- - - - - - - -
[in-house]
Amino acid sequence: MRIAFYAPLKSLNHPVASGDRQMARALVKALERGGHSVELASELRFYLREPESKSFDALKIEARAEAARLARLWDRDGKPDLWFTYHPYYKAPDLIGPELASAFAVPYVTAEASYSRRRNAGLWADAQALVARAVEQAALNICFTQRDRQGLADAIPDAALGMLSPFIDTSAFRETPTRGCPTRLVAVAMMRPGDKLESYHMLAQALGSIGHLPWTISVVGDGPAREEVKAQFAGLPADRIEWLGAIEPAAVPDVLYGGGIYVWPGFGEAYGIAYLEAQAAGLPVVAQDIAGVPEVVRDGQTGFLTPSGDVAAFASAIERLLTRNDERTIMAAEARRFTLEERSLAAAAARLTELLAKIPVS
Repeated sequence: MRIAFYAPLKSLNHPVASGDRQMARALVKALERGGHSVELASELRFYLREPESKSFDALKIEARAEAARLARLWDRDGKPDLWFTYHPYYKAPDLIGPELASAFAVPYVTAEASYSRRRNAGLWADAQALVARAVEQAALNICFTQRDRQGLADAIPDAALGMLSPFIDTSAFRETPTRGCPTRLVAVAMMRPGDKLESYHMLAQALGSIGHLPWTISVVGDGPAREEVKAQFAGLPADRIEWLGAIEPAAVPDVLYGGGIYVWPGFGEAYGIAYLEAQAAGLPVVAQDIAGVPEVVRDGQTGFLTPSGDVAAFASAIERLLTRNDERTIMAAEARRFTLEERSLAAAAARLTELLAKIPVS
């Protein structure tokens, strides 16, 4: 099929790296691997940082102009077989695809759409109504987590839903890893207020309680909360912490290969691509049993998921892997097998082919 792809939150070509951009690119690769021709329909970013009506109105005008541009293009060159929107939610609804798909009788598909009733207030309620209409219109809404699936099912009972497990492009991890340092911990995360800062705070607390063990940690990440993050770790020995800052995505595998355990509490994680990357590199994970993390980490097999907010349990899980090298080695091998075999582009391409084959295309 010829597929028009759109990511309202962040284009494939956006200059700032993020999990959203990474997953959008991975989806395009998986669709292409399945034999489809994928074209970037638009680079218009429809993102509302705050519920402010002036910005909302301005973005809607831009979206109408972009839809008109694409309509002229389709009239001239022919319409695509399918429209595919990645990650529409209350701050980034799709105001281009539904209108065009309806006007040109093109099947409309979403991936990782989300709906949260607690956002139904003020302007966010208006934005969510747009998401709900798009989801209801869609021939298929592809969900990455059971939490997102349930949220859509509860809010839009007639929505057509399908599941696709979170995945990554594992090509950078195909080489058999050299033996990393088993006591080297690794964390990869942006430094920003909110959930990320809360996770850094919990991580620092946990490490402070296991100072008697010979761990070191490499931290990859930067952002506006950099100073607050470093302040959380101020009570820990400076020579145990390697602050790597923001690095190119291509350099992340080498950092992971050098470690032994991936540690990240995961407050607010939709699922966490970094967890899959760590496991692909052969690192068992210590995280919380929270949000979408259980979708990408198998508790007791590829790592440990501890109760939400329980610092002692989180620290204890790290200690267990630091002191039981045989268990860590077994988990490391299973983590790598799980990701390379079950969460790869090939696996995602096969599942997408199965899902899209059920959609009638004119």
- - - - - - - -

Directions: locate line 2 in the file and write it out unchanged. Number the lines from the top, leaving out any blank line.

Amino acid sequence: MRIAFYAPLKSLNHPVASGDRQMARALVKALERGGHSVELASELRFYLREPESKSFDALKIEARAEAARLARLWDRDGKPDLWFTYHPYYKAPDLIGPELASAFAVPYVTAEASYSRRRNAGLWADAQALVARAVEQAALNICFTQRDRQGLADAIPDAALGMLSPFIDTSAFRETPTRGCPTRLVAVAMMRPGDKLESYHMLAQALGSIGHLPWTISVVGDGPAREEVKAQFAGLPADRIEWLGAIEPAAVPDVLYGGGIYVWPGFGEAYGIAYLEAQAAGLPVVAQDIAGVPEVVRDGQTGFLTPSGDVAAFASAIERLLTRNDERTIMAAEARRFTLEERSLAAAAARLTELLAKIPVS